This Russian company hires out private planes for social media pictures

This Russian company hires out private planes for social media pictures

There are few luxuries as impressive or as expensive as a private jet. I don't know about you guys, but when I hear that someone can afford to fly that way, that's when I know they've made it big. There's just something irresistibly appealing about the idea of jetting off on your own terms to fly wherever you like. Forget all the faff of airports; the baggage check-in, security and the tedious wait in the departure lounge. Once you're in the air you're welcome to let yourself be pampered and have plenty of space to stretch out your legs.

Private jets are exactly the kind of aspirational opulence that Instagram actively encourages, and is the basis for an entire well-greased industry of Instagram-famous models and photographers, who have managed to make an impressive living by showing off all the things we can't afford and they can. Maybe it's just because scenic views, delicious food and high-profile events usually come with an excruciatingly high price tag, but something about the image-sharing app seems to thrive upon rampant materialism. Long story short: if you want to look like you're someone special, you've to get a snap of yourself boarding a luxury jet.

But if you can't manage to afford the lavish lifestyle that your Instagram followers might expect from you then don't worry: there's an alternative, even if it is a pretty sneaky and underhanded one. Your average private jet flight can easily cost over $20,000, and if it's a transatlantic flight then you can expect to fork over more than $100,000. You'll have a pretty impressive picture to share, but you'll have to take out a mortgage just to afford it.

The other option is to contact a certain Russian company, who will then go to the trouble of faking the whole thing for you. Their staging is so meticulous in fact that you might never noticed that some of those Instagram pics are as inauthentic as a green screen on the set of a Hollywood blockbuster. A Moscow-based firm named Private Jet Studio sells bespoke photoshoot to the highest bidder, so that Instagramers can look cool for less cash. Hiring out PJS will mean board the Gulfstream G650 private jet, at a price of only 14,000 roubles. That might sound like a hell of a lot, but it actually works out at around $244  including the personal photographer. That's still a lot of cash, but at least you aren't going to bankrupt yourself trying to make it big online.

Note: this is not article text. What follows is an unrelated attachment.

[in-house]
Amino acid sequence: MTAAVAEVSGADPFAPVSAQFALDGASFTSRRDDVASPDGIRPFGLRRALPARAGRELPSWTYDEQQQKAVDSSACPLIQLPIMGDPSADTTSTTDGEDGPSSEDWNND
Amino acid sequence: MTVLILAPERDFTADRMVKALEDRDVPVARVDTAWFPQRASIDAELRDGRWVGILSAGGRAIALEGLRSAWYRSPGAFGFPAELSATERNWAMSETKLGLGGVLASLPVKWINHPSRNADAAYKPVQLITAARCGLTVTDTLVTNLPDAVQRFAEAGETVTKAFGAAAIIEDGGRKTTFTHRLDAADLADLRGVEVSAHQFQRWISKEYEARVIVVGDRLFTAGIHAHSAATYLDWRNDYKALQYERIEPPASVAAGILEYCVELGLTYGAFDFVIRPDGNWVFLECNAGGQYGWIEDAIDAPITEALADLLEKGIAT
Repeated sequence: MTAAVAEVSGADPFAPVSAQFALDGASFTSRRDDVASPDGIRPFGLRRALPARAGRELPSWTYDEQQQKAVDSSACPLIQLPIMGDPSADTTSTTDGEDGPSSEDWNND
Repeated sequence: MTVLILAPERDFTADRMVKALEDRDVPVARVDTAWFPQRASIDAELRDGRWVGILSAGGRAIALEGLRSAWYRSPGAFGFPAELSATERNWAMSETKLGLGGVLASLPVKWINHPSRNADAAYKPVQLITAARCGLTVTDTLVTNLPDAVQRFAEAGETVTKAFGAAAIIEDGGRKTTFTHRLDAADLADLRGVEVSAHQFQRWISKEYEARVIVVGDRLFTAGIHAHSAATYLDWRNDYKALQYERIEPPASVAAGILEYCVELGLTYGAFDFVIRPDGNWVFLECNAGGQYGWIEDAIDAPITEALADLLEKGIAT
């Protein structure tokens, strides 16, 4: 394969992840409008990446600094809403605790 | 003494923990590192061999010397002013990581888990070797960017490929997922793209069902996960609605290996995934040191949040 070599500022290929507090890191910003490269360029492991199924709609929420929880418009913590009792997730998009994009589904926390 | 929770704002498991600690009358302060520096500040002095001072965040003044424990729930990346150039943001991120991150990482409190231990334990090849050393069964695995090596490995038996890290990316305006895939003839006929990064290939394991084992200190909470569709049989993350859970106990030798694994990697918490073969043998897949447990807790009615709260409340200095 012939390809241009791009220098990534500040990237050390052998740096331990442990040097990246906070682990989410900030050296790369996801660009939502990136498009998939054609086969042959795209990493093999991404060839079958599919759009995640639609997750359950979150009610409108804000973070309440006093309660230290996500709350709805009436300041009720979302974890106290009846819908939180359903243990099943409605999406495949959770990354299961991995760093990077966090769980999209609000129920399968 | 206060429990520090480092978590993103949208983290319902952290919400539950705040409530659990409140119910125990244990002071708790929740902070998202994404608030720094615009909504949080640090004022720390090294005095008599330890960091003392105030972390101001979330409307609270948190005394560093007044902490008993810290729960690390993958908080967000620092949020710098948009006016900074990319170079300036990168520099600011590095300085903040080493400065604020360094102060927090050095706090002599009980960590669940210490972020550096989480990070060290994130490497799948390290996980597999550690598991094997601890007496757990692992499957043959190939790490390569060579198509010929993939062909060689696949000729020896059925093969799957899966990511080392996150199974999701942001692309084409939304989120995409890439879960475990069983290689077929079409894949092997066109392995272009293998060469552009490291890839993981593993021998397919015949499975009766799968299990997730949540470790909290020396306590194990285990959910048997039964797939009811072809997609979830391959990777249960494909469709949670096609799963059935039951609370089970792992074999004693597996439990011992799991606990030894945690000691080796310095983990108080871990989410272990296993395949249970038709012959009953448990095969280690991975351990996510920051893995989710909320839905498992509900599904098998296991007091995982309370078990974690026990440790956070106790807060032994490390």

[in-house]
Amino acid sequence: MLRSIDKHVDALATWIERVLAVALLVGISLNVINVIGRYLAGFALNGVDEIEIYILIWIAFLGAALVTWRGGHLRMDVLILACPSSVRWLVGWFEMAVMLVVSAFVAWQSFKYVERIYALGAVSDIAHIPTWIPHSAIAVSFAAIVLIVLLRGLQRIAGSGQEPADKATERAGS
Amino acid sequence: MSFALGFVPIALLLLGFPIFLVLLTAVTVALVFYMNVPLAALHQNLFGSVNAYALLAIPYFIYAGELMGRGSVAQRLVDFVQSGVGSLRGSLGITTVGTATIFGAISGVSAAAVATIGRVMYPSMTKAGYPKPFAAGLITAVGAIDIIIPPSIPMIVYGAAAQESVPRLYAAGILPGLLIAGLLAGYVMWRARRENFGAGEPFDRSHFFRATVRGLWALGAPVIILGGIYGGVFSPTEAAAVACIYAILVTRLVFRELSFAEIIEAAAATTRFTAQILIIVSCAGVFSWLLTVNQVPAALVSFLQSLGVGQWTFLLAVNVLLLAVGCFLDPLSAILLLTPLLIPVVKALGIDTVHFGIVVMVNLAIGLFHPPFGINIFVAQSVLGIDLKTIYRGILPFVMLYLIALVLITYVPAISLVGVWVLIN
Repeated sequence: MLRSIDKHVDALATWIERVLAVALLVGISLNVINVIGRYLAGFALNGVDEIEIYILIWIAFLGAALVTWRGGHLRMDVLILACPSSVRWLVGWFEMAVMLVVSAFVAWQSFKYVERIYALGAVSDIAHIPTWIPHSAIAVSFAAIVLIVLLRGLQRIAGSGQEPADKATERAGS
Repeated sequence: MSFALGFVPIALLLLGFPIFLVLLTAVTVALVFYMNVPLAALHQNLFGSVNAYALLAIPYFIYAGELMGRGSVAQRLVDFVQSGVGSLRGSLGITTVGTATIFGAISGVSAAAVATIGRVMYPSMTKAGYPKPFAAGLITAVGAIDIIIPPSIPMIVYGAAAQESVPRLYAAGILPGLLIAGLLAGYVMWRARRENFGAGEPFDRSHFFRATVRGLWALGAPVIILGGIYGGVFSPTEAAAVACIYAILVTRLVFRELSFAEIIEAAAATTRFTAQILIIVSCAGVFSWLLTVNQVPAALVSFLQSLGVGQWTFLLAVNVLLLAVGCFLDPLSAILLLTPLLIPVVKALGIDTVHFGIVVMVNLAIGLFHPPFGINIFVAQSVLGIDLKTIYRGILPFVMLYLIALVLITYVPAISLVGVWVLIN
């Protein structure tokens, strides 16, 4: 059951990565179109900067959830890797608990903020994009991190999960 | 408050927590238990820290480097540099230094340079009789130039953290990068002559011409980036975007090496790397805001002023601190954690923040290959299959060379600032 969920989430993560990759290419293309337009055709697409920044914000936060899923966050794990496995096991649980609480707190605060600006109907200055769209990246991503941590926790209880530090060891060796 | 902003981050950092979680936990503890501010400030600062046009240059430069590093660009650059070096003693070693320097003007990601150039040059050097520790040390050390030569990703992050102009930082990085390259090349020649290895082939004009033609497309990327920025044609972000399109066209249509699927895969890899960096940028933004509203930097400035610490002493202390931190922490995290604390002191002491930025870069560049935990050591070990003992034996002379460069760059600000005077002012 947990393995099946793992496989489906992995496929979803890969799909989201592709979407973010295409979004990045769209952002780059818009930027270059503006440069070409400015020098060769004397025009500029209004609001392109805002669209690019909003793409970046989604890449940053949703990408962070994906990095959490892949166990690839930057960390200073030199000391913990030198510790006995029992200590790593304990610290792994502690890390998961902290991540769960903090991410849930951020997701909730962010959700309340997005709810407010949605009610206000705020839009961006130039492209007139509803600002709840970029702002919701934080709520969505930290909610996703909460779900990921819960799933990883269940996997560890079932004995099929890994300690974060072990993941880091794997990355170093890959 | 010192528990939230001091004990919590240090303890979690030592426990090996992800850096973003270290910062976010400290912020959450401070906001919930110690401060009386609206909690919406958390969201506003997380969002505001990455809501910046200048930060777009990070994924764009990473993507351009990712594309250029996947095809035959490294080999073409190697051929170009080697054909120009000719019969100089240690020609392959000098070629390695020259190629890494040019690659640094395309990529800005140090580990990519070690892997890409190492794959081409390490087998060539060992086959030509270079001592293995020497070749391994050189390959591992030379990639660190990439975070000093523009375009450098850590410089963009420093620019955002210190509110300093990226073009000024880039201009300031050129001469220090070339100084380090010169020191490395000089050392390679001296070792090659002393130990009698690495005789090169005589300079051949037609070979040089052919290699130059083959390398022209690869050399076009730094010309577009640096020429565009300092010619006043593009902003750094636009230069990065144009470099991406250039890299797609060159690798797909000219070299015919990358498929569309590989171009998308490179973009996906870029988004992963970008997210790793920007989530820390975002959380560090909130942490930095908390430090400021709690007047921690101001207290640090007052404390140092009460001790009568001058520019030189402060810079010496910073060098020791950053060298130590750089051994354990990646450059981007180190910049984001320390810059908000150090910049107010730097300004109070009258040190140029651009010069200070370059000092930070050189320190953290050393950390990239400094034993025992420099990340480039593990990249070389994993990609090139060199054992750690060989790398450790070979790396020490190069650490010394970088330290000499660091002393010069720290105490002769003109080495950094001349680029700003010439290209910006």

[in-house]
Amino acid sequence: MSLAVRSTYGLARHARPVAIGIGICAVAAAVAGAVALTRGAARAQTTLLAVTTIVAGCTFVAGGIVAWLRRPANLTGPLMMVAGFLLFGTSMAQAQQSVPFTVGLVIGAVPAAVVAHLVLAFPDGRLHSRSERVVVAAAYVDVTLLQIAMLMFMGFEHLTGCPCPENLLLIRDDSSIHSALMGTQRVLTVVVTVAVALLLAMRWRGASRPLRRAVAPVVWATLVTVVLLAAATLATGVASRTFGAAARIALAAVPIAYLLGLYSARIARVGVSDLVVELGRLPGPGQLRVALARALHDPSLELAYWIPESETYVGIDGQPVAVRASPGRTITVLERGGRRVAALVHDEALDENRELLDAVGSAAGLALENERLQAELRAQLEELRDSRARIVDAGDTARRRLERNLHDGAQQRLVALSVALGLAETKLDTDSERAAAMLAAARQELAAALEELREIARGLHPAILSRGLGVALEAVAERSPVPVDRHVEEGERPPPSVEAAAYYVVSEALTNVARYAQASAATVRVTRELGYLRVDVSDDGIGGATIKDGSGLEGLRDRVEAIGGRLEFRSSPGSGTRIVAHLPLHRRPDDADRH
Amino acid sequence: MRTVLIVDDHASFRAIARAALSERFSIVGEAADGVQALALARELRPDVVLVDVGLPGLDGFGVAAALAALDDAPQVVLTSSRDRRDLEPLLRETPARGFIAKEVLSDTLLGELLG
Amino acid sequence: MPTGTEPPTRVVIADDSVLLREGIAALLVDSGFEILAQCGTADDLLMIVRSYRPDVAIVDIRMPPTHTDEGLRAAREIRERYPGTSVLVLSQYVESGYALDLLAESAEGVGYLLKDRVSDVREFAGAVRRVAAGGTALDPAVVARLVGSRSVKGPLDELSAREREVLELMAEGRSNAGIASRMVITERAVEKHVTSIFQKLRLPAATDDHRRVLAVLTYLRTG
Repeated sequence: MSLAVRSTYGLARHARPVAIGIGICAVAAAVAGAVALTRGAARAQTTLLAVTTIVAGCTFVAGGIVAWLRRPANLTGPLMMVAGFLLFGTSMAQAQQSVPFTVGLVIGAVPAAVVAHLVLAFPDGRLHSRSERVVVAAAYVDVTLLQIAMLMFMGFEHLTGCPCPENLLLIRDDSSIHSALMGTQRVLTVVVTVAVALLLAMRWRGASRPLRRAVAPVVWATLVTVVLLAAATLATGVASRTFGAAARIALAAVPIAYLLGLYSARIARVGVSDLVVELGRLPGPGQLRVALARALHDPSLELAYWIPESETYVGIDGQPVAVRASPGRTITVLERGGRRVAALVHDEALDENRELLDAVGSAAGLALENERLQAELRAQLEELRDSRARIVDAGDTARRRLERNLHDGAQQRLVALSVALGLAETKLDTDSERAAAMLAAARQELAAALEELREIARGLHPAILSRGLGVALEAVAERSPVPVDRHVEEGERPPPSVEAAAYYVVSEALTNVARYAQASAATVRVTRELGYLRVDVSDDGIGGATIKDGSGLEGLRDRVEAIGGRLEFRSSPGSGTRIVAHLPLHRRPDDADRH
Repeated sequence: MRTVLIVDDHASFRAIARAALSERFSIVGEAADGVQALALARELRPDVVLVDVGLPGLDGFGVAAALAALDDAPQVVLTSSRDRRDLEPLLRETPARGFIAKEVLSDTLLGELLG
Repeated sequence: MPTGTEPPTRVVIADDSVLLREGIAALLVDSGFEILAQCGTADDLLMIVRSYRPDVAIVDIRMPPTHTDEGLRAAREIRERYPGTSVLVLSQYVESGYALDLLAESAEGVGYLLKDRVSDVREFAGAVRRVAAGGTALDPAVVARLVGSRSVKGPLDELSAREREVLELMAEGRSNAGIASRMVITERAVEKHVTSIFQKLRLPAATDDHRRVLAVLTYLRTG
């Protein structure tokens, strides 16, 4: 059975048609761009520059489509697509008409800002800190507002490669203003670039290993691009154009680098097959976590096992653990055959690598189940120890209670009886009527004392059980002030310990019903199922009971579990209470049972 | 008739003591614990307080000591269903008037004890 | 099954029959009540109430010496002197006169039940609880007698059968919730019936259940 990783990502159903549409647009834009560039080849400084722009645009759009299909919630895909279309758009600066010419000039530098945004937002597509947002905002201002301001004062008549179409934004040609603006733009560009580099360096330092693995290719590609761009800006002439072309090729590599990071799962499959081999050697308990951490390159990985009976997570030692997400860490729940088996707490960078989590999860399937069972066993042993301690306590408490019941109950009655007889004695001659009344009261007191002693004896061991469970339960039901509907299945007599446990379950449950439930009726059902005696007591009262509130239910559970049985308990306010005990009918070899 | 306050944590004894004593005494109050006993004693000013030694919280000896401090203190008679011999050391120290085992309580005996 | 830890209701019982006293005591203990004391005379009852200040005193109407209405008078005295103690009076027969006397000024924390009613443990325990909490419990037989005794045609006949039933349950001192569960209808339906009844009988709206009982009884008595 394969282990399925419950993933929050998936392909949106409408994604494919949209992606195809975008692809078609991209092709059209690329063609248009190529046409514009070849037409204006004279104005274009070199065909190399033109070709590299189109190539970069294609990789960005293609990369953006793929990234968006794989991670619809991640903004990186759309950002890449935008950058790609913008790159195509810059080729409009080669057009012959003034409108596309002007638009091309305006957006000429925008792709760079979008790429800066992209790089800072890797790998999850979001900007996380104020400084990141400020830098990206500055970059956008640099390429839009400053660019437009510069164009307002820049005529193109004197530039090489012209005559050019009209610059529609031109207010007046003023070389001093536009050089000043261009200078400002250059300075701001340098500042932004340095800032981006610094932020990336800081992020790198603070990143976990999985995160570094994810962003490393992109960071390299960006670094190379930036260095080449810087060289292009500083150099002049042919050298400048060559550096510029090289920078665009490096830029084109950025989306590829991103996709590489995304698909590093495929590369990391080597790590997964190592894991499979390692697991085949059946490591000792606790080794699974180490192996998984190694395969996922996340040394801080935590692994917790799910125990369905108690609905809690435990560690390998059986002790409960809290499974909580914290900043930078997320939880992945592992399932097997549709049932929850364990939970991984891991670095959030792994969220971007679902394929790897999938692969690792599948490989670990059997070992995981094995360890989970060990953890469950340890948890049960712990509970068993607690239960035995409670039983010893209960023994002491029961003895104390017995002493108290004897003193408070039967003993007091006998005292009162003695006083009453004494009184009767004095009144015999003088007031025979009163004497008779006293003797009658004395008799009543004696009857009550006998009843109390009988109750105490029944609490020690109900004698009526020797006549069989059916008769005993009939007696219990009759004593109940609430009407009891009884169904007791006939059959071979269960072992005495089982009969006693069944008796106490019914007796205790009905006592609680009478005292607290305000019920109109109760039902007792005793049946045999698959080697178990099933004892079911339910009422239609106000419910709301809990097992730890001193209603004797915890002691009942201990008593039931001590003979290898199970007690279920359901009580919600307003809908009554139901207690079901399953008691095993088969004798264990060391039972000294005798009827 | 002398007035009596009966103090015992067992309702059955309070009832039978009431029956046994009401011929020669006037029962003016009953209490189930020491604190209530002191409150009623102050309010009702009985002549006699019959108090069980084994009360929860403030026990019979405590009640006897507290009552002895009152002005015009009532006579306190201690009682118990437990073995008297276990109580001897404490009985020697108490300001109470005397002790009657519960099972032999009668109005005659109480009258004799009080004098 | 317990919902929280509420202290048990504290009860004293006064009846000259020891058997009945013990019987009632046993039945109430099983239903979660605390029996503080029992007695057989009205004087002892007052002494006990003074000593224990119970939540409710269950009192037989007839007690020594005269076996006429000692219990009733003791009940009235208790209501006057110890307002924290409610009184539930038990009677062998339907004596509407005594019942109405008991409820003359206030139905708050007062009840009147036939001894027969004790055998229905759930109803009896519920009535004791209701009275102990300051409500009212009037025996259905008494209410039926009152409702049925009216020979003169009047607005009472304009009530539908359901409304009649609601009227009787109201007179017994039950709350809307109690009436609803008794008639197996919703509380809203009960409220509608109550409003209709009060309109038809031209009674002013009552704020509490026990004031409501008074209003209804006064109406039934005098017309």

Yes, unfortunately you won't actually be allowed to go anywhere in the jet, and it'll stay completely grounded throughout the shoot, for obvious reasons. But the pictures are taken so professionally that it's likely that anyone checking out your Instagram snaps will be completely fooled, and will imagine that you really hard gliding off to some sunny location to indulge in further splendours. And don't worry about not looking your best come the big day; you can also hire an elite team of hair and makeup professionals who will strive to make you look tip-top for the high res pictures.

Private Jet Studios' official website states that "This is the biggest, fastest and most expensive business aviation aircraft. The luxurious interior of the aircraft is made of high-quality and natural materials. You can organise an unusual and unforgettable photo shooting for yourself and your customers, which they will never forget." They'll even be so good as to treat you to champagne and nibbles on board, and if you're the kind of blogger who pays due attention to their pets then don't worry: you can even bring your dog on board.

The Gulfstream G650 is Gulfstream's largest, fastest and most expensive business jet, with a list price of $64.5 million. The G650ER is capable of flying 7,500 nautical miles (13,900 km; 8,600 mi) at Mach 0.85, and has a max speed of Mach 0.925. In 2014 it won the Collier Trophy, for having "strengthened business aviation through significant technological advancements in aircraft performance, cabin comfort, and safety." Pity that in this case it will never actually leave the runway. Oh well.

I guess it just goes to show that some bloggers will do just about anything to gain more exposure. This whole thing is a clever idea, but isn't it missing the point just a bit? If aspirational lifestyles really are all fake, and are being staged to such an extent, then is there really any point in striving for that lifestyle? Personally, I'd rather actually fly somewhere than pretend to fly in a jet for the public's benefit. But hey, that's just me.